Fiona has always been a love of mine. I remember several years ago making a playlist of all the artists I wanted to explore that summer—Fiona Apple, Peter Gabriel, The Smiths, The Cure (what a random mix)—and I ended up having to put the other artists on hold because every time I hit a Fiona song, I just wanted more. There was something about her that demanded my full attention.
Seven years since her last album, Extraordinary Machine (2005), and she has finally come out with something new! The Idler Wheel… is perhaps her most musically whimsical and experimental album yet. The first track, “Every Single Night”, starts off with what sounds like a child’s music box. Throughout the album she plays around with multi-tracking her own voice, sometimes in unison and sometimes in harmony, and the final track, “Hot Knife”, is almost entirely a cappella. (Fun fact: her sister sings on that track. Cute.) She also experiments a great deal with percussion. There is a quick patting like a lap being hit in “Daredevil”, the sound of shoes scraping the ground in “Periphery”, and what sounds like the rhythmic tapping of kitchen appliances to keep the beat in “Jonathan”. She even adds a slamming door to the end of “Regret”. These percussive choices really change the feel of songs that otherwise feature only a piano and maybe a cello.
Lyrically, I was impressed. It is so interesting to see how Fiona has developed over her career, which has been drawn out because of the luxurious amount of time she takes between each album. On her first album, Tidal (1996) (I was six when that came out), there are songs like “Never Is A Promise” and “Sullen Girl” that are thick with heartbreak and bitterness. Although her newer album still deals with heavy emotional content, there is a dark humor to her new songs that was not there before, a self-deprecation. In “Werewolf” she sings, “I could liken you to a werewolf the way you left me for dead / But I admit I provided a full moon. / And I could liken you to a shark the way you bit off my head / But then again I was waving around a bleeding, open wound.” The piano swings in three-quarter time like an old folk song, a little melancholy but still lighthearted. She seems older and wiser in these songs, less willing to take herself too seriously.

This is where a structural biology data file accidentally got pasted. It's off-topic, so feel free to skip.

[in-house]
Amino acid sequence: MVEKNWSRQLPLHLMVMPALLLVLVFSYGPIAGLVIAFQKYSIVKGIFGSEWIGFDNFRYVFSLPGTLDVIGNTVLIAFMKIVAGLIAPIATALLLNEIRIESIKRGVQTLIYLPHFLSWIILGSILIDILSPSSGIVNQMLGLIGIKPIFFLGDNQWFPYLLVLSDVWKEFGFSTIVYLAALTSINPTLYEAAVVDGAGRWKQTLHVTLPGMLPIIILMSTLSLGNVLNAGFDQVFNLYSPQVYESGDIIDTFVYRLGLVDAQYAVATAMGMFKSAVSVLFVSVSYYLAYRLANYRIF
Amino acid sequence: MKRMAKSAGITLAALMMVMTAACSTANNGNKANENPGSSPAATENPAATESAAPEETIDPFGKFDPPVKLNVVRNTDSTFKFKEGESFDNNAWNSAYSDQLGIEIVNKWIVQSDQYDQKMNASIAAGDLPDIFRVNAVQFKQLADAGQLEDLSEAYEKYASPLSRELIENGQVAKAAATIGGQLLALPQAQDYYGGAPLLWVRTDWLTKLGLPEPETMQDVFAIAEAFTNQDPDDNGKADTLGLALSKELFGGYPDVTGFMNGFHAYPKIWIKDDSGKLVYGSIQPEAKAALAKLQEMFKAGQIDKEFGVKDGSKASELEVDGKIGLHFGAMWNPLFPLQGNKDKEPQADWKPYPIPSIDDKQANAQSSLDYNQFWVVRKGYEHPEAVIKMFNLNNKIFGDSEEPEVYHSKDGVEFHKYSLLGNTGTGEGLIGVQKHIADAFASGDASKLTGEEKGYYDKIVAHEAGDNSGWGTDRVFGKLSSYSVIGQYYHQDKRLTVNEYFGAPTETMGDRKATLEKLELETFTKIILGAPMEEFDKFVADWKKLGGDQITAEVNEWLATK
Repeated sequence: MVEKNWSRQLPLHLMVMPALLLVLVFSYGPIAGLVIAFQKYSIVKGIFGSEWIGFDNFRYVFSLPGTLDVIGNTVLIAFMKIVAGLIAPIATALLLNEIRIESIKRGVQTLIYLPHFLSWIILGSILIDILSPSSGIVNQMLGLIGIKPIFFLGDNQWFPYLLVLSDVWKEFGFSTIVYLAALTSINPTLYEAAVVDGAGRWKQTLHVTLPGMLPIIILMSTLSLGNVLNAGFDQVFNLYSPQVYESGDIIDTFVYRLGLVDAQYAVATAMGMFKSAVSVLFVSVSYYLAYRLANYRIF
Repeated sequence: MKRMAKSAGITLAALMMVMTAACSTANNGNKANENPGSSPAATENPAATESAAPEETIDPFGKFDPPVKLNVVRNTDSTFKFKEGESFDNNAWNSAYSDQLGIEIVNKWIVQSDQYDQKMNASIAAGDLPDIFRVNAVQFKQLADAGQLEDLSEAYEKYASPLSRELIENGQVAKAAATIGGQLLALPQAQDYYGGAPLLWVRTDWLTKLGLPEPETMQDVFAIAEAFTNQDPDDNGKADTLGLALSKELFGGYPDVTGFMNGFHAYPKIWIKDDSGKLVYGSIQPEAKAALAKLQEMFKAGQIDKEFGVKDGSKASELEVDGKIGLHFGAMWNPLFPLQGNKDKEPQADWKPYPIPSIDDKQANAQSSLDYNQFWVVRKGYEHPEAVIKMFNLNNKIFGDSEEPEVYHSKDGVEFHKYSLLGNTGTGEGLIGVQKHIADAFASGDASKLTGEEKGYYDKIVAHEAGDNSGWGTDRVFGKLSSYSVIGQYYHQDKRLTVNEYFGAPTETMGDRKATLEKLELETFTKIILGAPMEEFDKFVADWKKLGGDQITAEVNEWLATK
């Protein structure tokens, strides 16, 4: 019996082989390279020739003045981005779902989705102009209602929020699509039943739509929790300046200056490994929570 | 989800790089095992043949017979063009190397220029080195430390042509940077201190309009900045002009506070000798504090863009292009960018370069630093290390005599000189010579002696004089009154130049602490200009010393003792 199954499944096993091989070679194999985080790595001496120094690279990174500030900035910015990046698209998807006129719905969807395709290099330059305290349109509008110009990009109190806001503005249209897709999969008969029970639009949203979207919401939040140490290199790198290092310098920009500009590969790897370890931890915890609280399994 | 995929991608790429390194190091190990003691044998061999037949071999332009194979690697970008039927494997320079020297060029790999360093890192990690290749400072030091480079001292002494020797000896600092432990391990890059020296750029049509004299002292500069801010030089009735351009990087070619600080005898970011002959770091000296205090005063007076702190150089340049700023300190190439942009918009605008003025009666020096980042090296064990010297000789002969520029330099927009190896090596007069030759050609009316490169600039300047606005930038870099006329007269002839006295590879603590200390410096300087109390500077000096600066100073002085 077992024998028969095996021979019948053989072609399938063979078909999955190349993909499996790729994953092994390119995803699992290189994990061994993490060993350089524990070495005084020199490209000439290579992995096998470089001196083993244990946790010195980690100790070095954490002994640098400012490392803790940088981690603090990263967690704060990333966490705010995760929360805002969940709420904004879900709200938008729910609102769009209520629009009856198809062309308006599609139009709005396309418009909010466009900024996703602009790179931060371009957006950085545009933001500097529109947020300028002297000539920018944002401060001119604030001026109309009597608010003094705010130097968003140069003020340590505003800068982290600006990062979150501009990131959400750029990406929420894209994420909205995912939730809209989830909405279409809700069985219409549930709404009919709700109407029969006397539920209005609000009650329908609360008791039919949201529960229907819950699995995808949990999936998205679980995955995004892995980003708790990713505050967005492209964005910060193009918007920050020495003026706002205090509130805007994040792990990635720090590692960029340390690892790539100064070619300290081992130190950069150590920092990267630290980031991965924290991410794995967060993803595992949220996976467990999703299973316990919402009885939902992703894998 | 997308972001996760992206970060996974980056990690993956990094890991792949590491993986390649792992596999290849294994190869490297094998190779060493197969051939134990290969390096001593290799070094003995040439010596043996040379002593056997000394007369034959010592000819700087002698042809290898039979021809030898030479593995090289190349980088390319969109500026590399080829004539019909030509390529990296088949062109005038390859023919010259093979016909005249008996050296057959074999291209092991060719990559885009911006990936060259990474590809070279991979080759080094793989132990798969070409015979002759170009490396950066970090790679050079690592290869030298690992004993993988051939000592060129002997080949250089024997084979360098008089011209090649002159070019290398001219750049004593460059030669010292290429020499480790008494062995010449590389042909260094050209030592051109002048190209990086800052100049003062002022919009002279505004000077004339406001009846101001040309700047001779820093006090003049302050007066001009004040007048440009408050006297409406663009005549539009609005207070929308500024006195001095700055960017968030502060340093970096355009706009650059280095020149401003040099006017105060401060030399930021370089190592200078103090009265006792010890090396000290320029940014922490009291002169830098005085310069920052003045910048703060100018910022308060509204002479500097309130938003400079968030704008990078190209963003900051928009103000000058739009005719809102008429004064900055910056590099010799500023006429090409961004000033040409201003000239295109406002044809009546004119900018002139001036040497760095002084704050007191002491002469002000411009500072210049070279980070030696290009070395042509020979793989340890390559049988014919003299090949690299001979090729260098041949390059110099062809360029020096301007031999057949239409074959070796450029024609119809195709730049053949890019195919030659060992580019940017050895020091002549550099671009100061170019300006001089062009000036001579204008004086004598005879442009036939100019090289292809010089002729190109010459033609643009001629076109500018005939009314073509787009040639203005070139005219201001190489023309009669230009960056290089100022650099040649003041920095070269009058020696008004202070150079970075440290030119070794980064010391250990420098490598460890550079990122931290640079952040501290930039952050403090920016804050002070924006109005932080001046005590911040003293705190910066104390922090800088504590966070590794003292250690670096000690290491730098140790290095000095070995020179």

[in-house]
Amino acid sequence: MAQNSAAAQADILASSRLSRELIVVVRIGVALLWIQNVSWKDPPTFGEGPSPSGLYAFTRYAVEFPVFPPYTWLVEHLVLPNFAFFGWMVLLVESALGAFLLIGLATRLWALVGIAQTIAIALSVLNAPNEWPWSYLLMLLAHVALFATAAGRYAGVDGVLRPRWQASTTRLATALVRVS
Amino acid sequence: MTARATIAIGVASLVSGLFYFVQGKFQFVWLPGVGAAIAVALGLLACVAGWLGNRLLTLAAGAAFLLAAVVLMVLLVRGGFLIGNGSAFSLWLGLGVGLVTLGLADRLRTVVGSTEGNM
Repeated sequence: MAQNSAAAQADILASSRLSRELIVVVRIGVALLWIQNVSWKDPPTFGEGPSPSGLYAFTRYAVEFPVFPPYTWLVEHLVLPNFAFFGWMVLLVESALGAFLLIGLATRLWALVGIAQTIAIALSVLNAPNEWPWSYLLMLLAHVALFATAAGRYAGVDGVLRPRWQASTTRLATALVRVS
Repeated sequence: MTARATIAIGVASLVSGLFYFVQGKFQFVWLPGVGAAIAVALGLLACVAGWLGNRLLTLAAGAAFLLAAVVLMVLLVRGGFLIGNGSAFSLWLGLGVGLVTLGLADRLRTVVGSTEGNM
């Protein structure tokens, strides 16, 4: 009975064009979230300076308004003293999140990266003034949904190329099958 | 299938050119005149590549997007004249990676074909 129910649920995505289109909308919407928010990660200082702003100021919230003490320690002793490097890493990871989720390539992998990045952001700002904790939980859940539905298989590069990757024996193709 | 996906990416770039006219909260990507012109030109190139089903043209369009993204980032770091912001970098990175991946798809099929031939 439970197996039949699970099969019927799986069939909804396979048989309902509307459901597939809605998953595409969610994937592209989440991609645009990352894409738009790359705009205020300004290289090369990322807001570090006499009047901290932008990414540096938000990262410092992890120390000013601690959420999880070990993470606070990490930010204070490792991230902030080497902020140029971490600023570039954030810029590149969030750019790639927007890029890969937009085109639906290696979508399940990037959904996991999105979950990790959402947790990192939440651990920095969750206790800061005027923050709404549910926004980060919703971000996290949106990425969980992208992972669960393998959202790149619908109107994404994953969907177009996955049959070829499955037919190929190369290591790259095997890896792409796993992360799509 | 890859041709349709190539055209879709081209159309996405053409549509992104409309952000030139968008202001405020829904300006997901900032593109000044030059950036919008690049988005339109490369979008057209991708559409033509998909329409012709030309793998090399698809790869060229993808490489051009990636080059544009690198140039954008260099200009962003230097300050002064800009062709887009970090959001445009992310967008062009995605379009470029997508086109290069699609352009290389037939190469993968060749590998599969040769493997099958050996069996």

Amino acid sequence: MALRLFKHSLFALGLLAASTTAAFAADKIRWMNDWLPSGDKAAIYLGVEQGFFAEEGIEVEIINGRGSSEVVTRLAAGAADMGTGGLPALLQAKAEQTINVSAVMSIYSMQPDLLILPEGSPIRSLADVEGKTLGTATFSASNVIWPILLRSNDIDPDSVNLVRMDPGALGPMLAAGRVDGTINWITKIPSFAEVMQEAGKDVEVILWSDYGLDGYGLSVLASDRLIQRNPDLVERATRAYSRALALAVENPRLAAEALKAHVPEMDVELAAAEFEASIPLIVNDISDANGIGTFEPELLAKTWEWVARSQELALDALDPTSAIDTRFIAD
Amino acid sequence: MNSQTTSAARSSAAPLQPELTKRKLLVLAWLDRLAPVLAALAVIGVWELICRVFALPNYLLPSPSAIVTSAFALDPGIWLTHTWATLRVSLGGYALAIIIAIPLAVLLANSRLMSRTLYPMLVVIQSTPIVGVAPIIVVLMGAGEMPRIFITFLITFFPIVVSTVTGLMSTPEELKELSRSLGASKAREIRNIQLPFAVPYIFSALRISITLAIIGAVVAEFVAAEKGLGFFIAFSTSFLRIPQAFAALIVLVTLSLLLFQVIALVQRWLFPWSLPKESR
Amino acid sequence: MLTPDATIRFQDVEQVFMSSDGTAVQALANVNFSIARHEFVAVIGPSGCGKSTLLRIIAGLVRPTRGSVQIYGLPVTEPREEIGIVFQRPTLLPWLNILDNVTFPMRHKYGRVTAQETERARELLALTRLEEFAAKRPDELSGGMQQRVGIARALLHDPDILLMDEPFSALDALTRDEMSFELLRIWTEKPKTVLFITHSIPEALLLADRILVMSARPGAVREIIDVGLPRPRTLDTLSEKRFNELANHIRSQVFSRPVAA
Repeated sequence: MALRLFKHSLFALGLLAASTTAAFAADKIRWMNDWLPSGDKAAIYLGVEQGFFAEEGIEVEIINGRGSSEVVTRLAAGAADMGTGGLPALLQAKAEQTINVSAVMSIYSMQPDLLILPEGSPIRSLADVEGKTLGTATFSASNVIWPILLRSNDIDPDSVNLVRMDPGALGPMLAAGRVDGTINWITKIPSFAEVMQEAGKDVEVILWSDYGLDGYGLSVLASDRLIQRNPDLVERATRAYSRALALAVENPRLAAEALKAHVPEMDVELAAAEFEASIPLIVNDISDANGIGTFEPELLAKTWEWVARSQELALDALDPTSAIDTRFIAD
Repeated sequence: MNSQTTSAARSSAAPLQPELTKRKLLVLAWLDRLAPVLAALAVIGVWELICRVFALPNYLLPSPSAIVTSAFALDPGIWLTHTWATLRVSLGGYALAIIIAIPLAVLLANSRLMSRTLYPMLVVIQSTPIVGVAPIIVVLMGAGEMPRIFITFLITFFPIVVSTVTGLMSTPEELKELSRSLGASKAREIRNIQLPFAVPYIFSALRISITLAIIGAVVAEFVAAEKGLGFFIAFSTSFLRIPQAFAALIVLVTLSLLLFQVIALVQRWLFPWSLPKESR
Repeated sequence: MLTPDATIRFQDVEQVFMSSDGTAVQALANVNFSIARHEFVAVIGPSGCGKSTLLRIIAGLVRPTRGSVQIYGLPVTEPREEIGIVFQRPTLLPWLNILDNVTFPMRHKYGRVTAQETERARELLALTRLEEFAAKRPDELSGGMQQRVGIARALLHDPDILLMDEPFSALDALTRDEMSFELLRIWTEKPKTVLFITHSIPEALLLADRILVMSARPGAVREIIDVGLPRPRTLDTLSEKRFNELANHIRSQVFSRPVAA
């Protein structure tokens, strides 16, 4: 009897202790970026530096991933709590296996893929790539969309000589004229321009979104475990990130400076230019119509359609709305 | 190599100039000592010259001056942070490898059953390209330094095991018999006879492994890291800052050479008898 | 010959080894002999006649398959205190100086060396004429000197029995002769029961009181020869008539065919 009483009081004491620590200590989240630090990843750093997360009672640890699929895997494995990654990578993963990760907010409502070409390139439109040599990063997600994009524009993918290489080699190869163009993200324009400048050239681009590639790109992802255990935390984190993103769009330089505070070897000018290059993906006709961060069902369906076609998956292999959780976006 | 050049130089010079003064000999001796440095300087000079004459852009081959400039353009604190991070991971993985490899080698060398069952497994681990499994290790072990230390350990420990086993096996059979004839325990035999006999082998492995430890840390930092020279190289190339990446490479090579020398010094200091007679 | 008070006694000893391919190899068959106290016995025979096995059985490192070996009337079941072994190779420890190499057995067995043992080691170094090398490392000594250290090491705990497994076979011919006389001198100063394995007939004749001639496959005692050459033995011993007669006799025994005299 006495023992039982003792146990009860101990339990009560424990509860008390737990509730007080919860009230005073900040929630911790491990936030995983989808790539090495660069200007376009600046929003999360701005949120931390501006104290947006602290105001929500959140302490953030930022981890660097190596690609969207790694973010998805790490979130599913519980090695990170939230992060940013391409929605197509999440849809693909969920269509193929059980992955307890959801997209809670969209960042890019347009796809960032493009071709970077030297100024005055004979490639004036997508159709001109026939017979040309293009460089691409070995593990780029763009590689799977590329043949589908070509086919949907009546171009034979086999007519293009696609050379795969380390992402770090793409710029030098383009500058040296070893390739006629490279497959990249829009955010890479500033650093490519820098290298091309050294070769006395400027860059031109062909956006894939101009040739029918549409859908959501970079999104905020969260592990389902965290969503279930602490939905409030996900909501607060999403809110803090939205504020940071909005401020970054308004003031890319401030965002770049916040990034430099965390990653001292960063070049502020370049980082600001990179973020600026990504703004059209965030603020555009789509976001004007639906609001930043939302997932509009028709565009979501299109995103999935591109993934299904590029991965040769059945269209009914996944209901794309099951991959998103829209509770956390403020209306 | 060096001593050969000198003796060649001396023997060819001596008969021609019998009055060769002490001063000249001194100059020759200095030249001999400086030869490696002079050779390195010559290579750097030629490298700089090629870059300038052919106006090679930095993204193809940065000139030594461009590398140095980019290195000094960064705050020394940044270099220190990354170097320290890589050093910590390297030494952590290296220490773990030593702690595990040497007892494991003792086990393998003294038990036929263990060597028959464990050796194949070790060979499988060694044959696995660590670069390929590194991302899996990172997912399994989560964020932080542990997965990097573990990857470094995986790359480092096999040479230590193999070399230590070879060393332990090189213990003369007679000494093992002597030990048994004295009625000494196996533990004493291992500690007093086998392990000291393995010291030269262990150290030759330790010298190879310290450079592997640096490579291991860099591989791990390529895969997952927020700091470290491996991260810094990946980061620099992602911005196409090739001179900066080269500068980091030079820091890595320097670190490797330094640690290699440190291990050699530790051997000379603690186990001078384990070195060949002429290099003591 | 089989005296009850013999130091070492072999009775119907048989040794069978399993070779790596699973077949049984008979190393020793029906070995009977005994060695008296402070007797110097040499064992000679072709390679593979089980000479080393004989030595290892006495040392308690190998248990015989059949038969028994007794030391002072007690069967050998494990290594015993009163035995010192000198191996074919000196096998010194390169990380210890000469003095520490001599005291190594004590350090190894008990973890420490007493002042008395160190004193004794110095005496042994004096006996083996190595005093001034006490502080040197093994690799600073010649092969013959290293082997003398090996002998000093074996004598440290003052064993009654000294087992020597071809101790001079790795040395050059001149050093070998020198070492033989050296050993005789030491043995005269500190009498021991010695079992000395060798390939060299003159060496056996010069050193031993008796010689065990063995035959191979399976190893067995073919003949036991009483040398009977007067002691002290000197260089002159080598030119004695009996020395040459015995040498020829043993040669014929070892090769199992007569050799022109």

And, as always, the vocals are remarkable and incredibly versatile. Throughout the album she goes from a hushed and sultry lower register, to a childlike upper register, to a rant through gritted teeth, to an angry growl, to a shaking, shivering vibrato. These are definitely the songs of a frantic, agitated mind, and she sings them unrestrainedly. It is also just wonderful to hear a female singer who proudly swoops to lower notes, and they are beautiful.
Best song on the album: “Valentine”.
In the end, probably not my personal favorite of her albums, but I did enjoy it. I really respect her musically. I think she is a crazy person (on NPR she talked about how she buys parenting books so that she can practice “parenting herself”—what!!), but in a way, I think that that feeds into my respect for her music. She is completely genuine and unafraid. Her voice is beautiful, and there is a rawness and sincerity to her music that makes it enjoyable even if you are put off by the scraping, tinkling, and whistling in the background.